In 2015, we defined [42] a sound and complete combination procedure à la NelsonOppen for the theory of absolutely free data structures (including lists and trees) connected to another theory via bridging functions. This combination procedure has also been refined for standard interpretations. The resulting theory has a nice politeness property, enabling combinations with arbitrary decidable theories of elements. We also investigated [43] other theories amenable to similar combinations: this class includes the theory of equality, the theory of absolutely free data structures, and all the theories in between.
More recently, we have been improving the framework and unified both results. A new paper is in preparation.
Quantifier handling in SMT
Joint work with Andrew J. Reynolds, Univ. of Iowa, USA.
SMT solvers generally rely on various instantiation techniques to handle quantifiers. We are building a unifying framework for handling quantified formulas with equality and uninterpreted functions, such that the major instantiation techniques in SMT solving can be cast in that framework. It is based on the problem of $E$ground (dis)unification, a variation of the classic Rigid Eunification problem. We introduced a sound and complete calculus to solve this problem in practice: Congruence Closure with Free Variables (CCFV). Experimental evaluations of implementations of CCFV in the stateoftheart solver CVC4 and in the solver veriT exhibit improvements in the former and makes the latter competitive with stateoftheart solvers in several benchmark libraries stemming from verification efforts. A publication is in preparation.
Nonlinear arithmetic in SMT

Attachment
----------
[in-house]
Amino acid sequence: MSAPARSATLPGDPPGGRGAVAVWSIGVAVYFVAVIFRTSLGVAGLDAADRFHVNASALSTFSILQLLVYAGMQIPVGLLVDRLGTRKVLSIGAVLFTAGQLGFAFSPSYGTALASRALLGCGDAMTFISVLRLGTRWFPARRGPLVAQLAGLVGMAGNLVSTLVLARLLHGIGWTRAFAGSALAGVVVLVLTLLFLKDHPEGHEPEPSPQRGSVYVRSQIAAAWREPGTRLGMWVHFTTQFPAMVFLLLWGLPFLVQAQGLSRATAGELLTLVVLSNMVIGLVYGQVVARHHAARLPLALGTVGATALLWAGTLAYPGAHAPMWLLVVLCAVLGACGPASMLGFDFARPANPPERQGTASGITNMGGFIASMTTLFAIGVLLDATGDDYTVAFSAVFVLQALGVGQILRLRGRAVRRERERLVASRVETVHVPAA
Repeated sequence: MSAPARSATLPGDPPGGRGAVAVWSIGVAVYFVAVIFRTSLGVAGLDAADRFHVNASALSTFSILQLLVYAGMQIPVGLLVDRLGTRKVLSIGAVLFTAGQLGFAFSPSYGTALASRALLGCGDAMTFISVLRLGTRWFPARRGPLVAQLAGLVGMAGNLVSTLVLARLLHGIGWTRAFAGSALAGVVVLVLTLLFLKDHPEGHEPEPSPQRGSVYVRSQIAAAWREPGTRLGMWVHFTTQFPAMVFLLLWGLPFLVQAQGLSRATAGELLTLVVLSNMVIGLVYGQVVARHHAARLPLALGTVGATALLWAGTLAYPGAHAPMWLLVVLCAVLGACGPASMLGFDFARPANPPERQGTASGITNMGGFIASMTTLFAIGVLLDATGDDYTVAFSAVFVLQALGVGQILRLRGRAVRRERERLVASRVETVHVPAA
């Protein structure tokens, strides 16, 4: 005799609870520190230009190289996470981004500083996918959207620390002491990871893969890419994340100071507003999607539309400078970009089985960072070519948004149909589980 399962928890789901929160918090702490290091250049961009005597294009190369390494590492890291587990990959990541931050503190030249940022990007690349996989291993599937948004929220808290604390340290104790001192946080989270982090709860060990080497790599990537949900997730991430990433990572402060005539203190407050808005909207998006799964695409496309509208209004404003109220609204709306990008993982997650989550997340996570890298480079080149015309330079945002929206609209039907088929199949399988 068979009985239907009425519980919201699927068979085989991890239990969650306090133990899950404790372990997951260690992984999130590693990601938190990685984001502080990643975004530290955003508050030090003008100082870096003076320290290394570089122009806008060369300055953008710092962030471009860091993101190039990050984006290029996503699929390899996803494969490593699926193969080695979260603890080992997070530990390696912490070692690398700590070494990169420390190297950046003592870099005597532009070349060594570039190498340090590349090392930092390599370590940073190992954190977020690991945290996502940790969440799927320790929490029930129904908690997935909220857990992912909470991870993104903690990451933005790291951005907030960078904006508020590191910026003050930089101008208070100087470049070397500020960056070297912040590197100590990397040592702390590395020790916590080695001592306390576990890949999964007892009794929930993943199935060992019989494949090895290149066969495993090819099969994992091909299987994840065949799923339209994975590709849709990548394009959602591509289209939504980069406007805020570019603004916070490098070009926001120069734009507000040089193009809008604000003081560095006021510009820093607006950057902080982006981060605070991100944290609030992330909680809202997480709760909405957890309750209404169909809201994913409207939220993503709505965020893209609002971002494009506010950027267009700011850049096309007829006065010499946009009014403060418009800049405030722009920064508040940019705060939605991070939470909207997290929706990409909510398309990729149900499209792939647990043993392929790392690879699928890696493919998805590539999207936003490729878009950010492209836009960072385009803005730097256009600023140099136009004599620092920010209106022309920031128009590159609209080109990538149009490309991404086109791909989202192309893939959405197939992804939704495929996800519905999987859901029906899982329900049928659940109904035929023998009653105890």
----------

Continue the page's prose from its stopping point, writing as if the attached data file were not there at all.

In the context of the SMArT ANRDFG (Satisfiability Modulo Arithmetic Theories) and KANASA projects (cf. sections 9.1 and 9.3), we study the theory, design techniques, and implement software to push forward the nonlinear arithmetic (NLA) reasoning capabilities in SMT. This year, we designed a framework to combine interval constraint propagation with other decision procedures for NLA, with promising results. We are also currently studying integration of these procedures into combinations of theories. The ideas are validated within the veriT solver, together with code from the raSAT solver (from JAIST). An article is in preparation.
Encoding SetTheoretic Formulas in FirstOrder Logic
Proof obligations that arise during the verification of highlevel specifications of algorithms in languages such as (Event)B and TLA^{+} mix theories corresponding to sets, functions, arithmetic, tuples, and records. Finding encodings of such formulas in the input languages of automatic firstorder provers (superpositionbased provers or SMT solvers, which are based on multisorted firstorder logic) is paramount for obtaining satisfactory levels of automation. We describe a method, based on a combination of injection of unsorted expressions into sorted languages, simplification by rewriting, and abstraction, that is the kernel of the SMT backend of the TLA^{+} proof system (section 6.4). A paper describing our technique was presented at ABZ 2016 [31] and an extension of that article was invited for a special issue of Science of Computer Programming.
During the internship of Matthieu Lequesne, we experimented with an adaptation of the technique for constructing models of formulas in set theory, which could be useful for understanding why proof attempts fail. A prototype generating input for the Nunchaku model finder (section 6.1) allowed us to validate the idea for a core sublanguage of TLA^{+}.
Modal and Description Logics for Graph Transformations